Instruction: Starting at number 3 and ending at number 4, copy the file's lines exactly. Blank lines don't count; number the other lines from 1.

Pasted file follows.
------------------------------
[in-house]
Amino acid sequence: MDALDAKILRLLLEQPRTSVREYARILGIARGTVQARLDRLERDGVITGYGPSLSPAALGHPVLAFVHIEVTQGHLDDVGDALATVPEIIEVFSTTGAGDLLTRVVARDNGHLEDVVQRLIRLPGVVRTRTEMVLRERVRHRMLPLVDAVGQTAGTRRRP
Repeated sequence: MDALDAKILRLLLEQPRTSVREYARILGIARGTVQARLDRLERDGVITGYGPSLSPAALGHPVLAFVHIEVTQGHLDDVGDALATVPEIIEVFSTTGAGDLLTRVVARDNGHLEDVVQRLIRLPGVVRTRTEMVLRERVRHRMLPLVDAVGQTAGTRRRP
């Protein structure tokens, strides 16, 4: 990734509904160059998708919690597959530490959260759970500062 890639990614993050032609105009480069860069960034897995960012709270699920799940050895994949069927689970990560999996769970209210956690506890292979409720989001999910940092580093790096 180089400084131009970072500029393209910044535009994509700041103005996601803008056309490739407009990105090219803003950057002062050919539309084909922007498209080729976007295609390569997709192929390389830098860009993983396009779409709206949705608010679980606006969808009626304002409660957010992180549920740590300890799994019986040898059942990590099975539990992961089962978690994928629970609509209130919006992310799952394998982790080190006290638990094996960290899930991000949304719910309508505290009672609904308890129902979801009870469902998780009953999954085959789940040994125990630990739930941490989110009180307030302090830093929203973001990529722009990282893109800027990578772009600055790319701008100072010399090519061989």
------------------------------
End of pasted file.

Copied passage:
Repeated sequence: MDALDAKILRLLLEQPRTSVREYARILGIARGTVQARLDRLERDGVITGYGPSLSPAALGHPVLAFVHIEVTQGHLDDVGDALATVPEIIEVFSTTGAGDLLTRVVARDNGHLEDVVQRLIRLPGVVRTRTEMVLRERVRHRMLPLVDAVGQTAGTRRRP
């Protein structure tokens, strides 16, 4: 990734509904160059998708919690597959530490959260759970500062 890639990614993050032609105009480069860069960034897995960012709270699920799940050895994949069927689970990560999996769970209210956690506890292979409720989001999910940092580093790096 180089400084131009970072500029393209910044535009994509700041103005996601803008056309490739407009990105090219803003950057002062050919539309084909922007498209080729976007295609390569997709192929390389830098860009993983396009779409709206949705608010679980606006969808009626304002409660957010992180549920740590300890799994019986040898059942990590099975539990992961089962978690994928629970609509209130919006992310799952394998982790080190006290638990094996960290899930991000949304719910309508505290009672609904308890129902979801009870469902998780009953999954085959789940040994125990630990739930941490989110009180307030302090830093929203973001990529722009990282893109800027990578772009600055790319701008100072010399090519061989």